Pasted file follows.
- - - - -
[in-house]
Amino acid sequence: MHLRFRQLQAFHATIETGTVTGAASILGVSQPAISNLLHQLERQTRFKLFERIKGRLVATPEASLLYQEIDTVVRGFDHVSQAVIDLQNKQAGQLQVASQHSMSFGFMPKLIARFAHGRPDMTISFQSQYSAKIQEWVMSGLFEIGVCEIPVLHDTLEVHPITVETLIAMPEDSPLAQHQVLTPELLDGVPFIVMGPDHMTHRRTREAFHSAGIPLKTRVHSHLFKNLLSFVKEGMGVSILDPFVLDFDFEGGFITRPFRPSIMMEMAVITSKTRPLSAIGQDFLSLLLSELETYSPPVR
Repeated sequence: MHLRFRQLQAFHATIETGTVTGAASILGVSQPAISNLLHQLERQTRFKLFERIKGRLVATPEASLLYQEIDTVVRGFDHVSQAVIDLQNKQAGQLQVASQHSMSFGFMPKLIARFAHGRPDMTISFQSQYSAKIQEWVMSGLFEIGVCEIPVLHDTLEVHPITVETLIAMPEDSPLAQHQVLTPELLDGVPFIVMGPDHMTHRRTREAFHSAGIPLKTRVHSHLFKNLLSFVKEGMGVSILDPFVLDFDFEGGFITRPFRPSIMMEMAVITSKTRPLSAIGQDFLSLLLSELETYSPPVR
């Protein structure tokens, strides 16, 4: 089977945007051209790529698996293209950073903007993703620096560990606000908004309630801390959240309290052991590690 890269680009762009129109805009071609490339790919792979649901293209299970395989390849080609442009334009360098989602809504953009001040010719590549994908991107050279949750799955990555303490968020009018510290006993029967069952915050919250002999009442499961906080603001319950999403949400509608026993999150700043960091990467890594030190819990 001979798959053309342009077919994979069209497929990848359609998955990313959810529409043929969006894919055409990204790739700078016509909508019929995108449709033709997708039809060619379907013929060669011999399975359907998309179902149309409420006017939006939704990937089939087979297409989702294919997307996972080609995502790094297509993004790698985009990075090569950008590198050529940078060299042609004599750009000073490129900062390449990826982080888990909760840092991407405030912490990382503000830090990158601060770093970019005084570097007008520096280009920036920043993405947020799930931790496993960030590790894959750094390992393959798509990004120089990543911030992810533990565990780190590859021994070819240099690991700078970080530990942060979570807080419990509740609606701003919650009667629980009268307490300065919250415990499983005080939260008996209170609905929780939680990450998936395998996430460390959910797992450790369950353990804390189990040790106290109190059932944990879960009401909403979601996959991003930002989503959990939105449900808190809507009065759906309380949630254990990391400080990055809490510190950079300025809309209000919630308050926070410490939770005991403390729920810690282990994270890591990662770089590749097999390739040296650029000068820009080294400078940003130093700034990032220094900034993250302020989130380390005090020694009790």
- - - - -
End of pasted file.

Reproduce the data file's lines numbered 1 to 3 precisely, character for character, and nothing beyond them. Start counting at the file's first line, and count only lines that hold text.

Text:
[in-house]
Amino acid sequence: MHLRFRQLQAFHATIETGTVTGAASILGVSQPAISNLLHQLERQTRFKLFERIKGRLVATPEASLLYQEIDTVVRGFDHVSQAVIDLQNKQAGQLQVASQHSMSFGFMPKLIARFAHGRPDMTISFQSQYSAKIQEWVMSGLFEIGVCEIPVLHDTLEVHPITVETLIAMPEDSPLAQHQVLTPELLDGVPFIVMGPDHMTHRRTREAFHSAGIPLKTRVHSHLFKNLLSFVKEGMGVSILDPFVLDFDFEGGFITRPFRPSIMMEMAVITSKTRPLSAIGQDFLSLLLSELETYSPPVR
Repeated sequence: MHLRFRQLQAFHATIETGTVTGAASILGVSQPAISNLLHQLERQTRFKLFERIKGRLVATPEASLLYQEIDTVVRGFDHVSQAVIDLQNKQAGQLQVASQHSMSFGFMPKLIARFAHGRPDMTISFQSQYSAKIQEWVMSGLFEIGVCEIPVLHDTLEVHPITVETLIAMPEDSPLAQHQVLTPELLDGVPFIVMGPDHMTHRRTREAFHSAGIPLKTRVHSHLFKNLLSFVKEGMGVSILDPFVLDFDFEGGFITRPFRPSIMMEMAVITSKTRPLSAIGQDFLSLLLSELETYSPPVR